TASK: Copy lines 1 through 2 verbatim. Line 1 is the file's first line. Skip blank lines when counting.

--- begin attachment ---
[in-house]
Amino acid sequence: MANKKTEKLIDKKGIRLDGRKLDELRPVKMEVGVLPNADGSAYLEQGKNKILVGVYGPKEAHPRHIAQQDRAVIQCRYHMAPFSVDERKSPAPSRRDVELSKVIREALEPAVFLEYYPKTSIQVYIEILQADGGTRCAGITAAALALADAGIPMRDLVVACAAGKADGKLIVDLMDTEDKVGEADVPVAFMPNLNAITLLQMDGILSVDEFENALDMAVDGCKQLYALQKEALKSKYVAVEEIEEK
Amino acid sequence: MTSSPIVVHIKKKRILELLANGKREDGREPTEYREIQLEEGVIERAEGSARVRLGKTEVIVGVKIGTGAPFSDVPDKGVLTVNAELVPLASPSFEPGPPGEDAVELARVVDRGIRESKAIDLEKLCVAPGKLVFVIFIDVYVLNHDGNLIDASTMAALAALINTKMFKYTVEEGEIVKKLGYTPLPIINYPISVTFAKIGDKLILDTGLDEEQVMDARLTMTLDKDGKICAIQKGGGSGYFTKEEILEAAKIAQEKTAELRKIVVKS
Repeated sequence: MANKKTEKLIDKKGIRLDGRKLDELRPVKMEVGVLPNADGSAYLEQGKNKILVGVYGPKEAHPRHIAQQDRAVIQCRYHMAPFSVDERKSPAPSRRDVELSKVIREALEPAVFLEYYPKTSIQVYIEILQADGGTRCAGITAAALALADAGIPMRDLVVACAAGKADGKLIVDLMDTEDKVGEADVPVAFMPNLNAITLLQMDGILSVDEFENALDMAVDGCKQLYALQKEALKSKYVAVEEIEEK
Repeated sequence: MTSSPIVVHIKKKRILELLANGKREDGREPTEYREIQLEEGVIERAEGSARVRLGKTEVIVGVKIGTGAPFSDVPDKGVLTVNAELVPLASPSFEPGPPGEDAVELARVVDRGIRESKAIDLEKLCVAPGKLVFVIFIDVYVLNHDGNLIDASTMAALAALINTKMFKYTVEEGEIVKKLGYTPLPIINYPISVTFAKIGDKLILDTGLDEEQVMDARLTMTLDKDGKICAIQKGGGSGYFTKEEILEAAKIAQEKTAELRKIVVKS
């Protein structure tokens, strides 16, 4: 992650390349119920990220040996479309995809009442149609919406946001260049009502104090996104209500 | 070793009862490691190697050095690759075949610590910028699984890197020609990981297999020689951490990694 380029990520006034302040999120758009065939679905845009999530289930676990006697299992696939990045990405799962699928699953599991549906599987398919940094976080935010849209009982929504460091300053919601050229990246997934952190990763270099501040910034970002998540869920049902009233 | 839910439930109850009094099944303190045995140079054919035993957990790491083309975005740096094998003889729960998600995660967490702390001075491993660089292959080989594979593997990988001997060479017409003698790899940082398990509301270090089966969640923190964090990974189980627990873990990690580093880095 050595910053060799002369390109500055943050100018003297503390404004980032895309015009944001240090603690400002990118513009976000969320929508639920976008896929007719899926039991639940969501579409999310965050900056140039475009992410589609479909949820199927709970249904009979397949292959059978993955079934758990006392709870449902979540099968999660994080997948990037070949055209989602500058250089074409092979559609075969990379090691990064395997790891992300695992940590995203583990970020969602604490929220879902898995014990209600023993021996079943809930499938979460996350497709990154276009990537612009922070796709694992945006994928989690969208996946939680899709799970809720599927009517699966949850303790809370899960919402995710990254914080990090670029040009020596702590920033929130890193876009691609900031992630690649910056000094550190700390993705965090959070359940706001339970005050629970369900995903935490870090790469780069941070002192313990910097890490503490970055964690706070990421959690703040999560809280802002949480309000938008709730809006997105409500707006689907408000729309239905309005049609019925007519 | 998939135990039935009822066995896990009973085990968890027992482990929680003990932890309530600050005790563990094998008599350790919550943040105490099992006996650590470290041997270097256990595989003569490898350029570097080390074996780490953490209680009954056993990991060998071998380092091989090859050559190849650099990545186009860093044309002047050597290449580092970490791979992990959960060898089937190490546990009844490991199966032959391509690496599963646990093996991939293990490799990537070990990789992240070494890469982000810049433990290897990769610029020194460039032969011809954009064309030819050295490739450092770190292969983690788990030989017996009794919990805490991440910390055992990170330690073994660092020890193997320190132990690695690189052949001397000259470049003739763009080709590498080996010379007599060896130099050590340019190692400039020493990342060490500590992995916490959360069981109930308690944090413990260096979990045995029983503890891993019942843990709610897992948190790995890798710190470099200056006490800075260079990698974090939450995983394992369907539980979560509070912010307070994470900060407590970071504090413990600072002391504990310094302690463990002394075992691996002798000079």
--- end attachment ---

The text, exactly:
[in-house]
Amino acid sequence: MANKKTEKLIDKKGIRLDGRKLDELRPVKMEVGVLPNADGSAYLEQGKNKILVGVYGPKEAHPRHIAQQDRAVIQCRYHMAPFSVDERKSPAPSRRDVELSKVIREALEPAVFLEYYPKTSIQVYIEILQADGGTRCAGITAAALALADAGIPMRDLVVACAAGKADGKLIVDLMDTEDKVGEADVPVAFMPNLNAITLLQMDGILSVDEFENALDMAVDGCKQLYALQKEALKSKYVAVEEIEEK